Trypsinogen is a substance that is normally produced in the pancreas and released into the small intestine. Trypsinogen is converted to trypsin. Then it starts the process needed to break down proteins into their building blocks (called amino acids).
A test can be done to measure the amount of trypsinogen in your blood.
How is the Test Performed?
A blood sample is taken from a vein. The blood sample is sent to a lab for testing.
Preparation for the Test
There are no special preparations.
How the Test will Feel
You may feel slight pain or a sting when the needle is inserted to draw blood. Afterward, there may be some throbbing.
Why is the Test Performed?
This test is done to detect diseases of the pancreas.
The test is also used to screen newborn babies for cystic fibrosis.
Normal Results for Trypsinogen test
Normal value ranges may vary slightly among different laboratories. Talk to your doctor about the meaning of your specific test results.
What Abnormal Results Mean
Increased levels of trypsinogen may be due to:
- Abnormal production of pancreatic enzymes
- Acute pancreatitis
- Cystic fibrosis
- Pancreatic cancer
Low or normal levels may be seen in chronic pancreatitis.
Trypsinogen test Risks
Veins and arteries vary in size so it may be harder to get a blood sample from one person than another. Other slight risks from having blood drawn may include:
Other risks associated with having blood drawn are slight but may include:
- Excessive bleeding
- Fainting or feeling light-headed
- Hematoma (blood accumulating under the skin)
- Infection (a slight risk any time the skin is broken)
Other tests used to detect pancreas diseases may include:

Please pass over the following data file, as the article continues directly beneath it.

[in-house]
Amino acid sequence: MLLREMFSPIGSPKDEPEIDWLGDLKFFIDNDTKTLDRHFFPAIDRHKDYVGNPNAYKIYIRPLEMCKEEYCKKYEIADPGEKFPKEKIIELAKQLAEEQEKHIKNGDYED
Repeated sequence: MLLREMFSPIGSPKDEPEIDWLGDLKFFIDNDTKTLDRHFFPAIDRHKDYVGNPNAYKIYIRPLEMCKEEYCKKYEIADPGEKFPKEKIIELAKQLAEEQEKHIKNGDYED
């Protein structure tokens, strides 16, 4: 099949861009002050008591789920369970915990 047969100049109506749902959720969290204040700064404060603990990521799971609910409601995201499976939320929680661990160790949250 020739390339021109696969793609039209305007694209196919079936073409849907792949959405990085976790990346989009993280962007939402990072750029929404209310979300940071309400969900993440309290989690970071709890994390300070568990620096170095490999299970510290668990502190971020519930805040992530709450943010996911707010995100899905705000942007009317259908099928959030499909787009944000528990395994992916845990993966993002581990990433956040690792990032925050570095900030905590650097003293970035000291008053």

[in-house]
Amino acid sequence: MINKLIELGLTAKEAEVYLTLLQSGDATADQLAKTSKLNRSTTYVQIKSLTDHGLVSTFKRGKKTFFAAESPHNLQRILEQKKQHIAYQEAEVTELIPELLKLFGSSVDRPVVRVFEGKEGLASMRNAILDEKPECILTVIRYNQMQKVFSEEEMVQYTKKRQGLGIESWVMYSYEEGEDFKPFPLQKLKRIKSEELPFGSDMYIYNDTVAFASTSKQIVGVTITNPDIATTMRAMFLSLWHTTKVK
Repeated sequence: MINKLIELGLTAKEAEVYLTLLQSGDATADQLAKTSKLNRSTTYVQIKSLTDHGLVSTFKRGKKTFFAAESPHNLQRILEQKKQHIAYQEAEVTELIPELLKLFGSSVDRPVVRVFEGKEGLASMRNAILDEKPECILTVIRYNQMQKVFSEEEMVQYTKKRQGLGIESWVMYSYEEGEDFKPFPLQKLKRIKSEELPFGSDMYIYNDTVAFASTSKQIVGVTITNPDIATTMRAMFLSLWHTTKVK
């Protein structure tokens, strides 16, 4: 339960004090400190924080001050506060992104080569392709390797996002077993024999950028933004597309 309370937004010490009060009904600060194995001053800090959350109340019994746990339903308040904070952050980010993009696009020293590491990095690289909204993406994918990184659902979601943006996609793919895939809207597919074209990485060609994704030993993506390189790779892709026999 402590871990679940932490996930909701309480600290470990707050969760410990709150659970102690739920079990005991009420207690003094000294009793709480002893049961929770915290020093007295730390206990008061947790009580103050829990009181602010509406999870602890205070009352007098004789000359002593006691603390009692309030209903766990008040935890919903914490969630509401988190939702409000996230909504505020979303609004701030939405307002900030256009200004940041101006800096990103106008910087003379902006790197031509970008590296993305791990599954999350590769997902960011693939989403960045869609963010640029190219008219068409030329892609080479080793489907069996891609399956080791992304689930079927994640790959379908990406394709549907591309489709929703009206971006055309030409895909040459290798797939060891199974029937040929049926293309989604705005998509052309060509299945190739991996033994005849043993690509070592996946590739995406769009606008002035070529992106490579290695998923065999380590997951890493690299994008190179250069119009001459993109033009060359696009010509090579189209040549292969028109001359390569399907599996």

- Serum amylase
- Serum lipase
Forsmark C. Pancreatitis. In: Goldman L, Schafer AI, eds. Goldman's Cecil Medicine. 25th ed. Philadelphia, PA: Elsevier Saunders; 2016:chap 144.
Forsmark CE. Chronic pancreatitis. In: Feldman M, Friedman LS, Brandt LJ, eds. Sleisinger and Fordtran's Gastrointestinal and Liver Disease. 9th ed. Philadelphia, PA: Elsevier Saunders; 2010:chap 59.
Pincus MR, Abraham NZ, Carty RP. Clinical enzymology. In: McPherson RA, Pincus MR, eds. Henry's Clinical Diagnosis and Management by Laboratory Methods. 22nd ed. Philadelphia, PA: Elsevier Saunders; 2011:chap 20.
Tenner S, Steinberg WM. Acute pancreatitis. In: Feldman M, Friedman LS, Brandt LJ, eds. Sleisinger and Fordtran's Gastrointestinal and Liver Disease. 9th ed. Philadelphia, PA: Elsevier Saunders; 2010:chap 58.
|Review Date: 2/4/2015
Reviewed By: Subodh K. Lal, MD, gastroenterologist with gastrointestinal specialists of Georgia, Austell, GA. Review provided by VeriMed Healthcare Network. Also reviewed by David Zieve, MD, MHA, Isla Ogilvie, PhD, and the A.D.A.M. Editorial team.
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